WHAT THE?!

But, once I’d read that I was invested… invested in HOPING that Dr. Hopeless Ph.D. included his e-mail at the end of his dang article so I could express my bubbling dissatisfaction.

So I read on.

And something very cool unfolded.

I learned that, when he dug into things, Dr. Dholakia did find some psychology-type papers that supported his own lack of respect for Hope. But an interesting thing – to me anyway – was that these papers said that Hope did tend to be more present when someone felt a lack of control, which is kind of close to my own point above: Hope is not as ‘certain’ as Optimism.

Then Dr. Dholakia dug into the ‘social psychology scholarly literature’ and, there, researchers saw things differently. Side note: Since these papers and articles were ‘scholarly literature’, I gave them way more weight because I figured they were smarter literatures.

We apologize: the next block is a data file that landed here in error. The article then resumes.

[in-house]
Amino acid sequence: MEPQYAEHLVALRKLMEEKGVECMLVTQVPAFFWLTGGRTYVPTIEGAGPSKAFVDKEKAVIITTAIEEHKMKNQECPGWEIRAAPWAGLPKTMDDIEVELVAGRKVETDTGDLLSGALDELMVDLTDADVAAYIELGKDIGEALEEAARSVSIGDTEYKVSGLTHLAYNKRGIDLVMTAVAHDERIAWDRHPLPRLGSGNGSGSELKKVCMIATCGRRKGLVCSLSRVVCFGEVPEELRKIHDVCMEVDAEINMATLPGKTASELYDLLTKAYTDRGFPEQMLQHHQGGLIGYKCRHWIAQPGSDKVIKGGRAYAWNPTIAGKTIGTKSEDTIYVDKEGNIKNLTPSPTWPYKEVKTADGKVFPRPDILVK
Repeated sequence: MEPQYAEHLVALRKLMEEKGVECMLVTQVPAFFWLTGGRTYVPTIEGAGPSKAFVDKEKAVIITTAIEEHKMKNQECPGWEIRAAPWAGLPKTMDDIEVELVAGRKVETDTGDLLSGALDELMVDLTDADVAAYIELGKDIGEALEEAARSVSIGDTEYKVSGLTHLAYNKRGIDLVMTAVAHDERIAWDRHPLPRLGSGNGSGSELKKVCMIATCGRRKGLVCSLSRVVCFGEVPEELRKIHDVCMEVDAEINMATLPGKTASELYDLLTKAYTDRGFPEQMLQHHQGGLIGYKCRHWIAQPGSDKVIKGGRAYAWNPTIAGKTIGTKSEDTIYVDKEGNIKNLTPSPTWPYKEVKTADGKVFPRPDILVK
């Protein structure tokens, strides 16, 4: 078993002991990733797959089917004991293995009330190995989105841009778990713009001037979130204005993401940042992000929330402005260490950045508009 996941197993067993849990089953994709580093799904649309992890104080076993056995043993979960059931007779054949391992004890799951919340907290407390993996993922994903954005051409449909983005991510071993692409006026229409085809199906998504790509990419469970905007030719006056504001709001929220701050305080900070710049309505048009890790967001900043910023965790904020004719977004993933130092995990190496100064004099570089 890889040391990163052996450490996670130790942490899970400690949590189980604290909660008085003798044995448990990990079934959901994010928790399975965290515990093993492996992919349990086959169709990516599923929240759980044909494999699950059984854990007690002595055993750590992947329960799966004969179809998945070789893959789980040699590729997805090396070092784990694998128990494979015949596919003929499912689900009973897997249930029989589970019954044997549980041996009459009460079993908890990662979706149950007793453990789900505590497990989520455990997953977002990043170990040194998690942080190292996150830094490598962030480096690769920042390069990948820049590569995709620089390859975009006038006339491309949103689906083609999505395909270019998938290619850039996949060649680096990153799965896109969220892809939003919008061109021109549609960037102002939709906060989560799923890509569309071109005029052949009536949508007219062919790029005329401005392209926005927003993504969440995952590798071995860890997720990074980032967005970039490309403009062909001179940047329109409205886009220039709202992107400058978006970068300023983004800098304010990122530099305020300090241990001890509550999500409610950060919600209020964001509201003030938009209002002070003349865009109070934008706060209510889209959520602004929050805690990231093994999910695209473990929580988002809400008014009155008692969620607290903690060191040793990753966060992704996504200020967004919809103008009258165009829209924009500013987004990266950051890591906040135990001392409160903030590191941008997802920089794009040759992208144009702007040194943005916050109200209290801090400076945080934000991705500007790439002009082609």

They said that, while optimism is all about the belief of positive outcomes (I’m totally nut-shelling here) vs. negative outcomes in life (personal, romantic, economy, finances… life stuff), Hope… wait… let me get the scholarly definition for you…

“Hope is a positive motivational state that is based on an interactively derived sense of successful (a) agency (goal-directed energy) and (b) pathways (planning to meet goals)”*

That sounds wicked smaht, but what does it mean?

It means I’m a freaking genius of scholarly article levels, that’s what it means!

Bow or curtsy in my direction now. Your choice.